Cut to: my world today. (Here’s where the “sex” part starts, sort of.)
Since August of 2012 – about three weeks after interim guidelines for its use were issued – I’ve been participating in an HIV prevention strategy called “pre-exposure prophylaxis,” or PrEP. Once my negative HIV status was confirmed by the latest tests, I began to take a single pill of Truvada daily. While HIV treatment regimens today use three-drug combinations, two of the drugs most commonly prescribed are also available in a single two-drug pill. Many studies have shown that PrEP can reduce the risk of HIV infection dramatically when taken daily (and is tolerant of missing the occasional dose) – in one recent study, not a single infection occurred in anyone taking the pill at least four times a week, regardless of how much or how little they used condoms.
The idea of an HIV prevention strategy that is anything other than the “use a condom 100% of the time” message that has lost effectiveness as HIV itself lost the edge of terror is upsetting to many people. Ironically, while many of my straight friends have said they found it to be a no-brainer – including my fourth-year med student niece, who said, “well, there’s no vaccine, and no cure, so you should protect yourself as best you can” – the pushback in parts of the gay community has been vicious, labeling people everything from selfish hedonists to pawns of Big Pharma. It’s far from ubiquitous, but the anti-PrEP drumbeat has been heard in corners of the prevention community, and most recently, from a certain out-of-the-closet movie star.
Now, when I started on PrEP, I didn’t say, “Hey, self, here’s a cause you can comment on endlessly everywhere from Facebook to The Huffington Post and bang your head on your desk multiple times a day.” Really, that wasn’t my plan. I was just going to take my pill every day and protect my health.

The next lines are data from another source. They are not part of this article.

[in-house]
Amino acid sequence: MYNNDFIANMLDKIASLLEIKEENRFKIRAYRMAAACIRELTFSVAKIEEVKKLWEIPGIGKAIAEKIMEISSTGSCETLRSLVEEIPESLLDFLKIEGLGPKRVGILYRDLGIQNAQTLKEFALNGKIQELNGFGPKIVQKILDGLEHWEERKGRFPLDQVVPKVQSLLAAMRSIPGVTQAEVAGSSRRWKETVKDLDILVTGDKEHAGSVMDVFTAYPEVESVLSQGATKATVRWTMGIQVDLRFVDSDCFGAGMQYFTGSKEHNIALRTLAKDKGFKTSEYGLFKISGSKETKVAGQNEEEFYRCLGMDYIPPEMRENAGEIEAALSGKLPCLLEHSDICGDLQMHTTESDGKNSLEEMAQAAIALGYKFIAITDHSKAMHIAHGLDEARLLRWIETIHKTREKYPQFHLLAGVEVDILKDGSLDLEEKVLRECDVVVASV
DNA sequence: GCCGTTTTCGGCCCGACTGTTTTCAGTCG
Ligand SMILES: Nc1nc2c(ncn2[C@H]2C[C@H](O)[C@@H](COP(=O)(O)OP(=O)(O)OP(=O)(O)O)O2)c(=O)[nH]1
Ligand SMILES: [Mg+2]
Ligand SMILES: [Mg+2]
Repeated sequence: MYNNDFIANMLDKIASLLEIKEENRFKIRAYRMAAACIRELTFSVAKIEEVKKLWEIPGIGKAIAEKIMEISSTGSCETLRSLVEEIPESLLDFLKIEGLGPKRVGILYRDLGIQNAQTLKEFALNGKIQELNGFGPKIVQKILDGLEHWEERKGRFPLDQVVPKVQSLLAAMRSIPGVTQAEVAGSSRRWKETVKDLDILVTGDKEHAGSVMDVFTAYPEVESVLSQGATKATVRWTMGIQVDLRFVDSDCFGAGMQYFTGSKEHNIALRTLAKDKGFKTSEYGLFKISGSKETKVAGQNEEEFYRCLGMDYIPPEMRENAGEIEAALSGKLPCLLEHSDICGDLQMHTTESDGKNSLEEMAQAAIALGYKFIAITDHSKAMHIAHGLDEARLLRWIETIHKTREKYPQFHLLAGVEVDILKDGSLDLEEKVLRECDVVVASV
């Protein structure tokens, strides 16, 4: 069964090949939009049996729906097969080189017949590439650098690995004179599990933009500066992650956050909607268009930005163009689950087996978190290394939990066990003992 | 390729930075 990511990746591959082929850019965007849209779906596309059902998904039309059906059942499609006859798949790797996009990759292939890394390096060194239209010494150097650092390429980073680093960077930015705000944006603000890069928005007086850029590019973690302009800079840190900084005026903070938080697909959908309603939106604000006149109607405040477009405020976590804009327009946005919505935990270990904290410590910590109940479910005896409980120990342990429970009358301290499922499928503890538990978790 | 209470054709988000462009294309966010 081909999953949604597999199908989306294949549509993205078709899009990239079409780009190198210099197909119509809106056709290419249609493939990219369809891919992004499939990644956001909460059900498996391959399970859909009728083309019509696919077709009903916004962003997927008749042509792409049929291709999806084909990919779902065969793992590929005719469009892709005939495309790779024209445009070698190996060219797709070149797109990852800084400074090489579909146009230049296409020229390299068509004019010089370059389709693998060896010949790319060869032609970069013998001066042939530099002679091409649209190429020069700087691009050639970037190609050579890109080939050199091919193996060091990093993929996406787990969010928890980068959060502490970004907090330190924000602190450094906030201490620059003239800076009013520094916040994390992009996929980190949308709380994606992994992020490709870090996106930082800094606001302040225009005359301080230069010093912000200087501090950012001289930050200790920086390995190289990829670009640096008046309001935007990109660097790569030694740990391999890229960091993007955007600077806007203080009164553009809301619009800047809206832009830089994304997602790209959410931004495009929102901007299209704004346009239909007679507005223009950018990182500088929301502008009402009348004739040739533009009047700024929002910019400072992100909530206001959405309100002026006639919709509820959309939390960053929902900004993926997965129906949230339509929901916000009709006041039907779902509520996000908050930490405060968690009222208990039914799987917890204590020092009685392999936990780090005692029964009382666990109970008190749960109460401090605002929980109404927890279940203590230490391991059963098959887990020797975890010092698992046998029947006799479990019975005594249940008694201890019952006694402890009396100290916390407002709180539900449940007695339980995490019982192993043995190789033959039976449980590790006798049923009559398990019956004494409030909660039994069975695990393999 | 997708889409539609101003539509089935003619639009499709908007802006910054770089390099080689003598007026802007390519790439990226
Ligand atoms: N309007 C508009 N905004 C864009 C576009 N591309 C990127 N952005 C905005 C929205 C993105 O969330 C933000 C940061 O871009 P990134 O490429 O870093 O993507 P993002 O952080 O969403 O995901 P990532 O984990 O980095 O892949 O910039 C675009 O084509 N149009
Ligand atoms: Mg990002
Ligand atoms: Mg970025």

It’s not like I’m uncomfortable being an activist. I worked on non-discrimination and/or domestic partner benefits policies at three Silicon Valley companies; I was a founding member of Dartmouth College’s first sorta-LGBT-student-association, Students for Social Alternatives; I participated in Kiss-Ins and Queer Stereotypes on Parade demonstrations at shopping malls with Queer Nation San Francisco; I marched through the streets of San Francisco and helped occupy the Bay Bridge in protest of the first Gulf War (and, to bring back the “sex” theme while staying PG, let’s just say that a couple of us exuberantly burned off the adrenaline high in a private place between the time we ordered post-protest dinner and the time it arrived – ah, dear, departed, and fiercely ironically named Baghdad Cafe!)… But being labeled a PrEP activist was never the plan. Yet, well, here we are.
What’s the take-away? Now, I’m by no means equating putting your life and freedom on the line with commenting on blogs. But… Sometimes, just doing what you have to is activism, whether you mean it to be or not.